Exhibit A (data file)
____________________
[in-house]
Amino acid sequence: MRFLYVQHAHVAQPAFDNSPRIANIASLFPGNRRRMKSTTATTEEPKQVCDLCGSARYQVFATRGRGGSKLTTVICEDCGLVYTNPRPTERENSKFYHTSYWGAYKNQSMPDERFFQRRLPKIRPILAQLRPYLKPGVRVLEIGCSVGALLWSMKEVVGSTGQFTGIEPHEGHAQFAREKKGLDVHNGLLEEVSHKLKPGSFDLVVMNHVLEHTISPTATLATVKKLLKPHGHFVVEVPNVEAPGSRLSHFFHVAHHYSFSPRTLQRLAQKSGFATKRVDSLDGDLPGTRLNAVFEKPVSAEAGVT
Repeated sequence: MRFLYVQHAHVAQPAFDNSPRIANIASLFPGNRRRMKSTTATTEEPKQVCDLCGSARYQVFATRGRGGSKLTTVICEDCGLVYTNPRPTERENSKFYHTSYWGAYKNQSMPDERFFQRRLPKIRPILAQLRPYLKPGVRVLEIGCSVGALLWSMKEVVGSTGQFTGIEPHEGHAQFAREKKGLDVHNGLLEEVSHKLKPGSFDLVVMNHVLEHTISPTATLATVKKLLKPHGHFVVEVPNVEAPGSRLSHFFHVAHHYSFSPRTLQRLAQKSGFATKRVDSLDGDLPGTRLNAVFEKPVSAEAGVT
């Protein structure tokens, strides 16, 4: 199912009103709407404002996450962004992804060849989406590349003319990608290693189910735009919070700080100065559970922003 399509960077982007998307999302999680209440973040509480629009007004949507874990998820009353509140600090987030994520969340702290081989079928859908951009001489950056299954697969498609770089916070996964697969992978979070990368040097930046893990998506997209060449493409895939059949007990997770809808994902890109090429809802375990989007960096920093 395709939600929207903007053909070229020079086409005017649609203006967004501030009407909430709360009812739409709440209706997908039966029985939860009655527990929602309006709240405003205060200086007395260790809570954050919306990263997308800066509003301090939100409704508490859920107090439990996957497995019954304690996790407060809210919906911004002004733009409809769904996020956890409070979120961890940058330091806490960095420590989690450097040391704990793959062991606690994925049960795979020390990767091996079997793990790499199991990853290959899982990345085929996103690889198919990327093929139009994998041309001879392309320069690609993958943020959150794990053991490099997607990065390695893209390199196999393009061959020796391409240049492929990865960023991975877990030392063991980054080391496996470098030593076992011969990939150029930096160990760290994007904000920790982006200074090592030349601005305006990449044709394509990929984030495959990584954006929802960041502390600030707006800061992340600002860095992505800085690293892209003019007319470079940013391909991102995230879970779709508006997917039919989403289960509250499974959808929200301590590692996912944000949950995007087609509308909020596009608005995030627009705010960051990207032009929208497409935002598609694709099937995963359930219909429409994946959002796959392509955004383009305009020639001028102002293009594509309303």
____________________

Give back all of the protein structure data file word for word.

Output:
[in-house]
Amino acid sequence: MRFLYVQHAHVAQPAFDNSPRIANIASLFPGNRRRMKSTTATTEEPKQVCDLCGSARYQVFATRGRGGSKLTTVICEDCGLVYTNPRPTERENSKFYHTSYWGAYKNQSMPDERFFQRRLPKIRPILAQLRPYLKPGVRVLEIGCSVGALLWSMKEVVGSTGQFTGIEPHEGHAQFAREKKGLDVHNGLLEEVSHKLKPGSFDLVVMNHVLEHTISPTATLATVKKLLKPHGHFVVEVPNVEAPGSRLSHFFHVAHHYSFSPRTLQRLAQKSGFATKRVDSLDGDLPGTRLNAVFEKPVSAEAGVT
Repeated sequence: MRFLYVQHAHVAQPAFDNSPRIANIASLFPGNRRRMKSTTATTEEPKQVCDLCGSARYQVFATRGRGGSKLTTVICEDCGLVYTNPRPTERENSKFYHTSYWGAYKNQSMPDERFFQRRLPKIRPILAQLRPYLKPGVRVLEIGCSVGALLWSMKEVVGSTGQFTGIEPHEGHAQFAREKKGLDVHNGLLEEVSHKLKPGSFDLVVMNHVLEHTISPTATLATVKKLLKPHGHFVVEVPNVEAPGSRLSHFFHVAHHYSFSPRTLQRLAQKSGFATKRVDSLDGDLPGTRLNAVFEKPVSAEAGVT
């Protein structure tokens, strides 16, 4: 199912009103709407404002996450962004992804060849989406590349003319990608290693189910735009919070700080100065559970922003 399509960077982007998307999302999680209440973040509480629009007004949507874990998820009353509140600090987030994520969340702290081989079928859908951009001489950056299954697969498609770089916070996964697969992978979070990368040097930046893990998506997209060449493409895939059949007990997770809808994902890109090429809802375990989007960096920093 395709939600929207903007053909070229020079086409005017649609203006967004501030009407909430709360009812739409709440209706997908039966029985939860009655527990929602309006709240405003205060200086007395260790809570954050919306990263997308800066509003301090939100409704508490859920107090439990996957497995019954304690996790407060809210919906911004002004733009409809769904996020956890409070979120961890940058330091806490960095420590989690450097040391704990793959062991606690994925049960795979020390990767091996079997793990790499199991990853290959899982990345085929996103690889198919990327093929139009994998041309001879392309320069690609993958943020959150794990053991490099997607990065390695893209390199196999393009061959020796391409240049492929990865960023991975877990030392063991980054080391496996470098030593076992011969990939150029930096160990760290994007904000920790982006200074090592030349601005305006990449044709394509990929984030495959990584954006929802960041502390600030707006800061992340600002860095992505800085690293892209003019007319470079940013391909991102995230879970779709508006997917039919989403289960509250499974959808929200301590590692996912944000949950995007087609509308909020596009608005995030627009705010960051990207032009929208497409935002598609694709099937995963359930219909429409994946959002796959392509955004383009305009020639001028102002293009594509309303």